The David Brooks article in the New York Times about Orthodox Jews in Brooklyn has stirred up a lot of controversy. This time it is a complaint in the Forward from an unlikely source – Jordana Horn, an observant Conservative Jew. I say unlikely – not because it is unlikely that she would complain, but because of her identification as an observant Conservative Jew. And by observant, I mean Shomer Shabbos. It is that particular Mitzvah that has in the past always been definitive of observance. At least in America I suppose that’s because it was so difficult to keep Shabbos during the great influx of European immigrants in the late 19th and early 20th centuries.

There were plenty of Jews that immigrated to this country then who were observant in Europe and wished to stay observant. But because of the work ethic of the times, many of them succumbed to the pressure of working on Shabbos – even while keeping the other Miztvos (like Kashrus)to the best of their abilities. Many Jews felt that it was either working on Shabbos or starving.

That concession cost them greatly in their children. In many if not most cases their children abandoned the ritual observances of their parents in part because of the melting pot spirit of the times… but perhaps equally as important, because they saw their fathers working on Shabbos. They considered it hypocritical of their fathers to insist on their children keeping Shabbos when their fathers worked on that day.

I am not judging that generation. Times were tough. These are just the sad facts of reality. We lost a lot of Jews of the subsequent generation to assimilation back then. Of course this is not the only reason we lost them. The utter lack of any meaningful Jewish education in those days had something to do with it too.

On the other hand there were a lot of Jews who toughed it out and did not work on Shabbos. They kept getting fired from their jobs when they didn’t show up for work. Or they somehow found jobs that did not require working on Shabbos even when it meant lesser pay. They were in the minority. But their kids for the most art stayed Shomer Shabbos too – as well observant of other Mitzvos.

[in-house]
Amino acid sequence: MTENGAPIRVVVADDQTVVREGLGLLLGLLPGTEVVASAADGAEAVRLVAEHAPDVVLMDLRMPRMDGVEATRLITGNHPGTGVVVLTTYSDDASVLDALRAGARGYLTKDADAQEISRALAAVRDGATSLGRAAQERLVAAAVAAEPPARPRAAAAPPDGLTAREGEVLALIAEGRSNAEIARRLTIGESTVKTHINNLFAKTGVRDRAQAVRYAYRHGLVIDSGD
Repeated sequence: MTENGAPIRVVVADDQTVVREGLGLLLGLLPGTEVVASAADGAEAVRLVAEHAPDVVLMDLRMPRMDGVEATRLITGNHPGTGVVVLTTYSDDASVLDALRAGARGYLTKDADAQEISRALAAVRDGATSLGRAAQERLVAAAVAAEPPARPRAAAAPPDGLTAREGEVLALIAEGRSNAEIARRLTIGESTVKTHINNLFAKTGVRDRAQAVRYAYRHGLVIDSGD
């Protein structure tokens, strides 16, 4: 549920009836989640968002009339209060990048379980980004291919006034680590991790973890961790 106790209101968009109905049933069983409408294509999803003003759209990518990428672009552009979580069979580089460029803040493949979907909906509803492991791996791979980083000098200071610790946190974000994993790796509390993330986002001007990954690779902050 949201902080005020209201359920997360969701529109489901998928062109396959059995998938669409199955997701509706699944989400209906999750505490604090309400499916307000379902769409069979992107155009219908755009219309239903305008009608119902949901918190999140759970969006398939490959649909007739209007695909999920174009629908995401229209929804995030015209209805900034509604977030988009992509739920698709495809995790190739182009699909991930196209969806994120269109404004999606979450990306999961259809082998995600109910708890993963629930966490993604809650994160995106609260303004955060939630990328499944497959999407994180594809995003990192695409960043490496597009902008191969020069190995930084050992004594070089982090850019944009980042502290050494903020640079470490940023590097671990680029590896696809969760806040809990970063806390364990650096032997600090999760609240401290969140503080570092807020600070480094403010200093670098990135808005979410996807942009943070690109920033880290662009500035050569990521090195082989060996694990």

Others may differ but this is why I think Shabbos is the defining characteristic of observant Judaism. Which brings me back to Ms. Horn. She is observant. She is Shomeres Shabbos. She admits that this is a relative rarity in the Conservative movement and although there are more than a few like her – I think it is safe to say that the vast majority of Jews in the Conservative movement are not Shomer Shabbos.

She complains that Mr. Brooks ‘waxed rhapsodic’ only about Orthodox Jews. …that her observance of Judaism is just as legitimate as in that of Orthodox Jewry.

The obvious question is, what makes her Conservative if she observes Shabbos? That is a very good question. In fact, if there were no labels like Orthodox and Conservative… we would all just be Jews with different levels of observance. (This is the way Sephardim live. This is one of the things I am envious of about them.)

Alas, there are labels. Labels that identify ideologies. In some cases those ideologies contradict Halacha and Mesorah. The problem I have with Ms. Horn is that she sees egalitarianism as an essential feature of her life. So much so apparently that she cannot imagine Judaism without it. She believes that equality of the sexes in all areas of life including religion is so important that Halacha can be changed to accommodate it. And she has found a movement that agrees with her and even encourages that kind of thinking.

The Conservative movement has done away with all Halacha that does not bow to egalitarianism. They have changed the entire nature of the Halachic process from one of adhering to Halacha as laid down before us by the sages as recorded in the Talmud and finalized in the Shulchan Aruch and its commentaries… to one of changing it to fit with the spirit of the times. Egalitarianism drives Halacha in the Conservative Movement – instead of Halacha driving egalitarianism.

Printed from: http://www.jewishpress.com/blogs/haemtza/is-sabbath-observance-enough/2013/03/18/